“HIV status alone should not be used for cancer treatment decision-making,” emphasized Gita Suneja, MD, MSHP, Associate Professor of Radiation Oncology and Global Health, Duke University School of Medicine, and Co-Chair of the NCCN Guidelines Panel for Cancer in People Living With HIV. According to the NCCN Guidelines, this patient population, for whom cancer is now a leading cause of death, should receive cancer treatment per standard guidelines, although modifications in antiretroviral therapy (ART) may be needed. Although Dr. Suneja admitted that HIV management during cancer therapy poses many clinical challenges, “Appropriate cancer treatment can successfully be delivered especially when oncologists and HIV specialists work together to optimize care for both diseases.”
Dr. Suneja acknowledged a knowledge deficit surrounding the treatment of cancer in patients with HIV, with 70% of surveyed oncologists stating that sufficient guidelines were not currently available for treating this population.1 Consequently, guidance for practicing clinicians on how to manage patients with both cancer and HIV infection was sorely needed, thus the inaugural NCCN Guidelines were developed.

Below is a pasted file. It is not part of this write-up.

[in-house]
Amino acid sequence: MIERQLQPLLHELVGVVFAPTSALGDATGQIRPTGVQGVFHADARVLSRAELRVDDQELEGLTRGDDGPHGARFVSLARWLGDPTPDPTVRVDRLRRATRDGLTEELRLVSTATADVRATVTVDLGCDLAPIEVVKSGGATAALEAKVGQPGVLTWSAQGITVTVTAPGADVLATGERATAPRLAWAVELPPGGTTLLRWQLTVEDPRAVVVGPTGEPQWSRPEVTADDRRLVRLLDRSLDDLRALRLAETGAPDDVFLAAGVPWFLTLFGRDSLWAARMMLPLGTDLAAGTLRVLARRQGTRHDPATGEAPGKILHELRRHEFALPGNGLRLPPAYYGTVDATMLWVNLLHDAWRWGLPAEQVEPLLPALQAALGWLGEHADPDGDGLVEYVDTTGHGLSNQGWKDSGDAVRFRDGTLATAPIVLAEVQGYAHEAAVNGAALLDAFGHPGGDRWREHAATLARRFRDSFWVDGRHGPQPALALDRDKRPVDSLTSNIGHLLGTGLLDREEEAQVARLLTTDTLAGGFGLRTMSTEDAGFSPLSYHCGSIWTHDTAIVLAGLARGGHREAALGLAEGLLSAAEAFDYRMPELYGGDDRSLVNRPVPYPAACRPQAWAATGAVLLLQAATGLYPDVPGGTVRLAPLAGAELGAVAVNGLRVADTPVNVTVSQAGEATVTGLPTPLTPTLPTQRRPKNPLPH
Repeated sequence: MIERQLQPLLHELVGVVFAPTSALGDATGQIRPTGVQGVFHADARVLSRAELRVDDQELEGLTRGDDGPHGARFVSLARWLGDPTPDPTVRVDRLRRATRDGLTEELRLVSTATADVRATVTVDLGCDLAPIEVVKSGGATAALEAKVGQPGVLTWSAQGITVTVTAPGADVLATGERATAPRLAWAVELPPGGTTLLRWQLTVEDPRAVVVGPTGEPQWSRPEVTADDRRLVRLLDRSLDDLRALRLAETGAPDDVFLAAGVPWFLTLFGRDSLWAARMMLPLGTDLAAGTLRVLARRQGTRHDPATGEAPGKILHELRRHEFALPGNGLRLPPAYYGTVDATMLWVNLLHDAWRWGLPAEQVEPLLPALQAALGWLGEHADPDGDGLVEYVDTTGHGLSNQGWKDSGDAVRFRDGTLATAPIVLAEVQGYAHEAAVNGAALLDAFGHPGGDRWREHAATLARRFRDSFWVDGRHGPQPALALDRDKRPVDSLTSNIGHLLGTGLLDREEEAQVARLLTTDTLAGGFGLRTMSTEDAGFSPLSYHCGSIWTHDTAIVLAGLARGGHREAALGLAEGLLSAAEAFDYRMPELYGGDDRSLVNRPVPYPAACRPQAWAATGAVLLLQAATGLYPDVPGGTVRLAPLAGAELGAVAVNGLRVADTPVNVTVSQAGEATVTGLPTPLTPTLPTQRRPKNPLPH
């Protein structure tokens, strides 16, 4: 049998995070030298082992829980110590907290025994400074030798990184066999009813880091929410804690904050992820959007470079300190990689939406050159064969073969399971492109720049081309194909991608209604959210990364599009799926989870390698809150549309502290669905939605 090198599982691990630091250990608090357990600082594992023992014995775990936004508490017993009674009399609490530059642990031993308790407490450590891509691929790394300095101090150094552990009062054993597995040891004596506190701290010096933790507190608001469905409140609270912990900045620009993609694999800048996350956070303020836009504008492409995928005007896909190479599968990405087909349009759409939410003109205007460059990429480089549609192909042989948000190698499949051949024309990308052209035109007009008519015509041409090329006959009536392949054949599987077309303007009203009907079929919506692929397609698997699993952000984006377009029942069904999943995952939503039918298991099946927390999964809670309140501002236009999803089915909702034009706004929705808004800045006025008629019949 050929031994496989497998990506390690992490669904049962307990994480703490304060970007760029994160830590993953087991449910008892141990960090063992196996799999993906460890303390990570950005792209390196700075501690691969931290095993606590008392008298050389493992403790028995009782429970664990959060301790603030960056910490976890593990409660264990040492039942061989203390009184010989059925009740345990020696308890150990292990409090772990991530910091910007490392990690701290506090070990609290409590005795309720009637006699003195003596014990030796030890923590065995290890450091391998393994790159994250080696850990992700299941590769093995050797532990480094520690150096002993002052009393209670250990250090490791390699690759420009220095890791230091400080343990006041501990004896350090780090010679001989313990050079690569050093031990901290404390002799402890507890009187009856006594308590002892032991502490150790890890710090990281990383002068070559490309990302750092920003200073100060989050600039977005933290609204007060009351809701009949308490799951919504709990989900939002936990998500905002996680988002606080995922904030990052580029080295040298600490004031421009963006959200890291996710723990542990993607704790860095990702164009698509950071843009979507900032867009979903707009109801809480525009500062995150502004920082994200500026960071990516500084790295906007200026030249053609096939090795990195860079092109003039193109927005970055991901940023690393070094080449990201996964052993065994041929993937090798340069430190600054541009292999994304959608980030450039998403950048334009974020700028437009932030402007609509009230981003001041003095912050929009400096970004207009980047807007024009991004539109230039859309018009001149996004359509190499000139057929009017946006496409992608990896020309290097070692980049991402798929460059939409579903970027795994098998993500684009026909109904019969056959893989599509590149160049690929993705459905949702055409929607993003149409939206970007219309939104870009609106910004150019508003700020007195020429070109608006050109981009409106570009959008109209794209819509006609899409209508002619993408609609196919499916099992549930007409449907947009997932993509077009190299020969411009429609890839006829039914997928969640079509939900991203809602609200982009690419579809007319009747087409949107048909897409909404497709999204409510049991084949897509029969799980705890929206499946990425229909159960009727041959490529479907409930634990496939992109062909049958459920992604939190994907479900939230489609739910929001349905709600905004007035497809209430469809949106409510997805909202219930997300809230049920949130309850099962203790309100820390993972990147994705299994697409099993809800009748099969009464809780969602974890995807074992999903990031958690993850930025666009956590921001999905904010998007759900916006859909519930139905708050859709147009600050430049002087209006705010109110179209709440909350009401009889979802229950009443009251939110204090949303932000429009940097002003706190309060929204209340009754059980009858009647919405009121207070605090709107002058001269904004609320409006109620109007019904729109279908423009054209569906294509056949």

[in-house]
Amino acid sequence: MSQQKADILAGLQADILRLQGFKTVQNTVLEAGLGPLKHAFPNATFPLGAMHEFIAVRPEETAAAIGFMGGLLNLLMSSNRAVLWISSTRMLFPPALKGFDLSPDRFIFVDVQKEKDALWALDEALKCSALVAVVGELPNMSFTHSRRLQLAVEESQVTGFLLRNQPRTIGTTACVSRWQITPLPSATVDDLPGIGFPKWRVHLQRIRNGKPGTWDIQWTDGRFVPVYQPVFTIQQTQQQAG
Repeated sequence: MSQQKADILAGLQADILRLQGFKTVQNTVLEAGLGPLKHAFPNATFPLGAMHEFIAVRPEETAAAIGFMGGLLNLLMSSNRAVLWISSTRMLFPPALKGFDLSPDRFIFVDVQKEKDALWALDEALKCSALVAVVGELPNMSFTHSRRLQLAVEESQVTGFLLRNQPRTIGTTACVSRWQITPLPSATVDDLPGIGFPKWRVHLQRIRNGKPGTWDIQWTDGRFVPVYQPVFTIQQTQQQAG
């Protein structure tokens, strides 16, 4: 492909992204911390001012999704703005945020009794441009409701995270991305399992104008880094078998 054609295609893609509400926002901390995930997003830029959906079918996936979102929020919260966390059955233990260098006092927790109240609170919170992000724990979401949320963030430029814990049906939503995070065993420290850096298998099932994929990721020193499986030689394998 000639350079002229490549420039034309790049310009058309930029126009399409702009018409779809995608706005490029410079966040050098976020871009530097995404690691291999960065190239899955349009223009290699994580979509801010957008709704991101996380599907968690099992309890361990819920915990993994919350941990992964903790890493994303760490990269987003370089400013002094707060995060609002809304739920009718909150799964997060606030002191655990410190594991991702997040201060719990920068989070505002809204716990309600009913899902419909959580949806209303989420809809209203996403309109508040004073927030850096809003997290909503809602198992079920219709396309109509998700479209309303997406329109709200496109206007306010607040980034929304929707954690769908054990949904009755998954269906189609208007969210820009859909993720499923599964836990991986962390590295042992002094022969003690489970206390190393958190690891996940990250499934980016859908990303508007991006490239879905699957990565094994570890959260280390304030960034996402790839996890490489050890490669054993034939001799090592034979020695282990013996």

Treating patients with cancer who are HIV-positive is complex and requires input from multiple clinicians. Dr. Suneja referenced a survey of 500 medical and radiation oncologists across the United States,1 which found that “20% to 25% said they would not offer standard cancer therapy to people living with HIV,…[yet] 45% said they rarely or never discussed a management plan with an HIV specialist.”
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Robbins HA, Pfeiffer RM, Shiels MS. Excess cancers among HIV-infected people in the United States. J Natl Cancer Inst 2015;107:pii: dju503.
Suneja G, Shiels MS, Melville SK. Disparities in the treatment and outcomes of lung cancer among HIV-infected individuals. AIDS 2013;27:459–468.
Uldrick TS, Ison G, Rudek MA. Modernizing clinical trial eligibility criteria: recommendations of the American Society of Clinical Oncology-Friends of Cancer Research HIV Working Group. J Clin Oncol 2017;35:3774–3780.
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